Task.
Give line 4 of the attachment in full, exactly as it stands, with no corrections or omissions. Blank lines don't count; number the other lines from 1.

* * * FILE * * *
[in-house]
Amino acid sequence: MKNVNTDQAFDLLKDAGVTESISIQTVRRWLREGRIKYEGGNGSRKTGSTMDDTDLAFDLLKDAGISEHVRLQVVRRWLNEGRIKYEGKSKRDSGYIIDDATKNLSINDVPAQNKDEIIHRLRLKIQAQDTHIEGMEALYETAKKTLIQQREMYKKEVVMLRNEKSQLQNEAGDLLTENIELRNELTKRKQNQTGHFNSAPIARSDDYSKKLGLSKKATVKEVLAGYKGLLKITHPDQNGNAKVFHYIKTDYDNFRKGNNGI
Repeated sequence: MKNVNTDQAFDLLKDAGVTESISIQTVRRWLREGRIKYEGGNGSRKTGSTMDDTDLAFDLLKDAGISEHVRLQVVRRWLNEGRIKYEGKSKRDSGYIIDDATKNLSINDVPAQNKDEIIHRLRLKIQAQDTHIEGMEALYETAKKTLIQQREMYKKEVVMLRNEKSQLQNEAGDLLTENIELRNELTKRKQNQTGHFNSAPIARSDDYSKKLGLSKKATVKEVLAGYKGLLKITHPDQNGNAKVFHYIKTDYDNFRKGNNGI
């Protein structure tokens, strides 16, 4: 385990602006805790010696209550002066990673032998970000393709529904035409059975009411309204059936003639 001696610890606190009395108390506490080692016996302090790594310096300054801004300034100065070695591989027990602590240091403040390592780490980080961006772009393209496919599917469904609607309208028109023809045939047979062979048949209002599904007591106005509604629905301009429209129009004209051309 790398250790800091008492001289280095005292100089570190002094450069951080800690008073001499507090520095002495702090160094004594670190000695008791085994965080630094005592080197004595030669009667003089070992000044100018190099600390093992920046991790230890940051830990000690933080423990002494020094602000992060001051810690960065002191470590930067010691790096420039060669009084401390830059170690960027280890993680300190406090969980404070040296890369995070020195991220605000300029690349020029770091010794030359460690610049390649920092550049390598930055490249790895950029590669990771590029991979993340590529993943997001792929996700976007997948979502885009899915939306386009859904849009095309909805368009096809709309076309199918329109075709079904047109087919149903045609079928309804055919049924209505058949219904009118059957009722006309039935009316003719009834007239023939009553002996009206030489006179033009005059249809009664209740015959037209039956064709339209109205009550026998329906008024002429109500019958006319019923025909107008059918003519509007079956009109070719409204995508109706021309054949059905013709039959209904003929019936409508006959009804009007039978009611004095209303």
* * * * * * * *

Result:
């Protein structure tokens, strides 16, 4: 385990602006805790010696209550002066990673032998970000393709529904035409059975009411309204059936003639 001696610890606190009395108390506490080692016996302090790594310096300054801004300034100065070695591989027990602590240091403040390592780490980080961006772009393209496919599917469904609607309208028109023809045939047979062979048949209002599904007591106005509604629905301009429209129009004209051309 790398250790800091008492001289280095005292100089570190002094450069951080800690008073001499507090520095002495702090160094004594670190000695008791085994965080630094005592080197004595030669009667003089070992000044100018190099600390093992920046991790230890940051830990000690933080423990002494020094602000992060001051810690960065002191470590930067010691790096420039060669009084401390830059170690960027280890993680300190406090969980404070040296890369995070020195991220605000300029690349020029770091010794030359460690610049390649920092550049390598930055490249790895950029590669990771590029991979993340590529993943997001792929996700976007997948979502885009899915939306386009859904849009095309909805368009096809709309076309199918329109075709079904047109087919149903045609079928309804055919049924209505058949219904009118059957009722006309039935009316003719009834007239023939009553002996009206030489006179033009005059249809009664209740015959037209039956064709339209109205009550026998329906008024002429109500019958006319019923025909107008059918003519509007079956009109070719409204995508109706021309054949059905013709039959209904003929019936409508006959009804009007039978009611004095209303």